Explore the great poetry of William Wordsworth and his writing process
This free online course will explore the great poetry of William Wordsworth, with an emphasis on his writing process and the inspirational landscape of the Lake District. This course is presented in association with the Wordsworth Trust, Grasmere.
You will study how Wordsworth created and revised some of his greatest works including “I wandered lonely as a Cloud” (perhaps better known as “Daffodils”) and The Prelude (his autobiographical masterpiece). We will draw on the magnificent collection of manuscripts held by the Wordsworth Trust in the museum next to his home.
Through readings and discussions focusing on Grasmere and the landscape of the Lake District, the course will explore why this location was so important for Wordsworth.
This course is open to anyone with an interest in poetry, place and the process of writing.
If you haven’t read Wordsworth before, the course will give you an enjoyable introduction to one of the best-loved poets in English literature.
If you’re already familiar with his poetry, your understanding will be enhanced through this unique opportunity to study it where it was written.
MOOCs stand for Massive Open Online Courses. These arefree online courses from universities around the world (eg. StanfordHarvardMIT) offered to anyone with an internet connection.
How do I register?
To register for a course, click on "Go to Class" button on the course page. This will take you to the providers website where you can register for the course.
How do these MOOCs or free online courses work?
MOOCs are designed for an online audience, teaching primarily through short (5-20 min.) pre recorded video lectures, that you watch on weekly schedule when convenient for you. They also have student discussion forums, homework/assignments, and online quizzes or exams.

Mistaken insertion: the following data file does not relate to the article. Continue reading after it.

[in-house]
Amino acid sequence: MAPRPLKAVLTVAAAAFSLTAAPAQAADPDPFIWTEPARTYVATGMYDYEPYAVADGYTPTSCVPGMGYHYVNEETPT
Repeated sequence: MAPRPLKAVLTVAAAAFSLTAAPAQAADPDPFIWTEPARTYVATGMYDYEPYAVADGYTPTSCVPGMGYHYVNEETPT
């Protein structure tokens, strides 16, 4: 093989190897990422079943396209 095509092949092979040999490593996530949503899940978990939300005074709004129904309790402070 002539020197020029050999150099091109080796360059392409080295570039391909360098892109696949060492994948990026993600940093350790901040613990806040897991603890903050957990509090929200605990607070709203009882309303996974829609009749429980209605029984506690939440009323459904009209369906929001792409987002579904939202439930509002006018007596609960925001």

Heather Goodwincompleted this course, spending 4 hours a week on it and found the course difficulty to be easy.
This is an easygoing course, with a range of activities and content to suit most participants. It was well-supported, and many of the participant comments and interactions added insightful and valuable content. The course designers have evidently thought hard about how to keep learners involved, and their expert guidance made the most of the Wordsworth collection at the Jerwood Centre, incorporating the study of manuscripts in interesting ways. The presentation style is clear but informal - it's half way between lecture and tutorial, with much of the content filmed on location so that the works and analysis are linked directly back to the places that inspired them. I am a student of English Lit, and gained a great deal from the course, but it would be enjoyed equally by anyone who has not studied before, or a fan of Wordsworth's work.
Ben Curtiscompleted this course, spending 5 hours a week on it and found the course difficulty to be medium.
Very interesting course, and relevant to studies of literature and humanities. Good introduction to Wordsworth and lots of details not available without visiting or doing research. Really enjoyed it and picked up some further reading goals.